Brixton might be best known for Brixton Academy – which remains one of the biggest live music venues in London – but this is far from the only place to hear great tunes in this area. Just next door, for example, you’ll find Plan B, which has previously played host to the likes of James Blake, Basement Jaxx and Norman Jay within its walls.

If you love listening to live acts, then head down to the Hootananny on Effra Road, a pub which might claim to have its musical roots in reggae, but don’t be surprised if you wander in hearing a jazz group, a folk band, or a dubstep DJ doing their thing on the small back-room stage. With entry usually free before 11pm, you’ll have plenty of time to get a drink, soak up the relaxed atmosphere and chat to a few quirky characters before your evening even really begins.

You might also want to turn left out of the station, and head down Brixton Road to find Brixton Jamm, a venue which is always ahead of the trend when it comes to London’s music scene. As well as welcoming a diverse range of live music acts, Jamm has also hosted many an infamous after-party, as well as community events, comedy nights and, naturally, regular jam session. With two separate rooms and bars, you’ll have plenty of space to throw a few shapes throughout the night.


Fancy something a little more low-key? Turn left out the station and you won’t have to walk more than five minutes before you encounter the Ritzy Picturehouse cinema, complete with a retro overhead sign listing each film currently screening. This venue offers a plentiful selection of screenings, from the latest blockbuster releases to independent art-house productions, some of which are even accompanied by live Q&A sessions from various film writers and directors.

That said, you won’t actually need to make it as far as the cinema itself in order to have a memorable night in this area of Brixton. Outside, the illuminated steps and small green have become a great place simply sit and watch the world go by. At the weekends, and particularly in the summer months, this seemingly insignificant area acquires something of a festival atmosphere, with small crowds of trendy types finishing their drinks and conversations before hopping on the night-bus home.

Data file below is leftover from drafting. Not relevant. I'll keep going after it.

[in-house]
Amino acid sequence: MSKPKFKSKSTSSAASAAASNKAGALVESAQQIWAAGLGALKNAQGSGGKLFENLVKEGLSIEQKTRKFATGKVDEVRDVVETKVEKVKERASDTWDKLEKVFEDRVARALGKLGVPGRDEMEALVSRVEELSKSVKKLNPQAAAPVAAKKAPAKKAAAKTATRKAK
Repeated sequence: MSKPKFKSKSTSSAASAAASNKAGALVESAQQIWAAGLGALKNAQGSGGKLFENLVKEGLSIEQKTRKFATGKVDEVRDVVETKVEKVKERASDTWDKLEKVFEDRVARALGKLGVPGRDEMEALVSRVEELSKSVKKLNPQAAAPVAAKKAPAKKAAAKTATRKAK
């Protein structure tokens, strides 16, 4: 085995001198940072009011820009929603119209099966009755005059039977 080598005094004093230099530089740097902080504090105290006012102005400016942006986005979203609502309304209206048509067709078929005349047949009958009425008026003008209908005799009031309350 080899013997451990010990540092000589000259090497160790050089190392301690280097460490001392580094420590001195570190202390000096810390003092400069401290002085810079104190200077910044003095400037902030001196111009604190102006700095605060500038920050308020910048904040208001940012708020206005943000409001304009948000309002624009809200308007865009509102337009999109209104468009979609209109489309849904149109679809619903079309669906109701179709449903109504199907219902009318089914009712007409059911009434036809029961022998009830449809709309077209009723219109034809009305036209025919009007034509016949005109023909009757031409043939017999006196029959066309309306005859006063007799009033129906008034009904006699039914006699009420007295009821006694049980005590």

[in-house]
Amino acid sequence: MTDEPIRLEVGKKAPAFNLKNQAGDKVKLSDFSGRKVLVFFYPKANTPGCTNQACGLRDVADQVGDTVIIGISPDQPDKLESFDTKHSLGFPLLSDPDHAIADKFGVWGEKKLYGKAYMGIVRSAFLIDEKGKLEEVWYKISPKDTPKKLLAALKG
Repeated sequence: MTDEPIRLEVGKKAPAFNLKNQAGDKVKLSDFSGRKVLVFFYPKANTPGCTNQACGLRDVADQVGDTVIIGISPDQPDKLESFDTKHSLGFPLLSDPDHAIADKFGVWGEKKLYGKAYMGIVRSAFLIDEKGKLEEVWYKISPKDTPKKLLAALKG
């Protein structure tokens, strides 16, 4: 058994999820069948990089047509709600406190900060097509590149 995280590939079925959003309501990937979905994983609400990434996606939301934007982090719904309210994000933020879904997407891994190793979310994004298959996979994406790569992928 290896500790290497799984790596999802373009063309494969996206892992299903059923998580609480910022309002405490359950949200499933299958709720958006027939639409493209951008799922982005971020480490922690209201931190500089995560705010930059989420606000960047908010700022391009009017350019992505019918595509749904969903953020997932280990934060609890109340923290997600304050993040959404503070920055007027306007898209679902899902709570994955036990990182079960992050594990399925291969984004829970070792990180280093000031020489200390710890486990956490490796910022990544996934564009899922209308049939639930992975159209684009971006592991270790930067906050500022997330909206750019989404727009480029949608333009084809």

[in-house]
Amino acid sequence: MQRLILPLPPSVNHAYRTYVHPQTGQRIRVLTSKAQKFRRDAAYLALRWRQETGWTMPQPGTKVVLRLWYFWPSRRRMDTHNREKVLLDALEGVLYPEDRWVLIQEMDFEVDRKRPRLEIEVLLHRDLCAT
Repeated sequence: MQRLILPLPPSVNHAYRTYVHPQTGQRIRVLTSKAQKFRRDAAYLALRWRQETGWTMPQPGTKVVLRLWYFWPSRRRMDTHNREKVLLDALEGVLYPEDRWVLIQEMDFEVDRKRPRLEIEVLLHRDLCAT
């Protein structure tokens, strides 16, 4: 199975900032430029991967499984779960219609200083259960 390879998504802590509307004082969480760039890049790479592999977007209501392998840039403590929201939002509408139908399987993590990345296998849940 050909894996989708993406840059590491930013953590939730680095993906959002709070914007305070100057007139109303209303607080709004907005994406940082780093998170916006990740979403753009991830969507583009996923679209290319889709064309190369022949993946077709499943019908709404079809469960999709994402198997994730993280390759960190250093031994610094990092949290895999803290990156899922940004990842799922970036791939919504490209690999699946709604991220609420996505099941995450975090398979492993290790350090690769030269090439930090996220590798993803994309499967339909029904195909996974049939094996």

Inside the Ritzy, the upstairs cafe/bar isn’t just for killing time whilst the adverts are on; this is a far cry from your average Odeon, after all. Instead, the space is put to good use as another of Brixton’s top live music spots, featuring regular jazz, swing and reggae musicians (amongst others), as well as open mic nights. When they’re not showcasing short films or holding film-themed events, the Ritzy also plays host to some of the best comedy and quiz nights in town. In short, you’ll never grow tired of visiting this venue, or indeed, Brixton in general.

Want more street guides to London? See our guides to Notting Hill, Soho and Shoreditch, all written by locals in the know.

Looking for budget London accommodation? See our guide Help! I need some cheap accommodation in London. Or, click for a full list of hostels in London.

Author Bio: Leah Harper studied English with creative writing at London’s Brunel University, and has been writing about the city in which she lives ever since. When she’s not busy tracking down all of the London’s hidden gems for bar and restaurant guide, Fluid London, she can be found listening to Fleetwood Mac, drinking coffee and eating eggs royale. Follow her on Twitter @theharpsbizarre

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Thanks to bortescristian, Ewan-M , Matt from London and Magnus D for the images off Flickr. Please note, all images were suitable for use at the time of publication according to the Creative Commons License.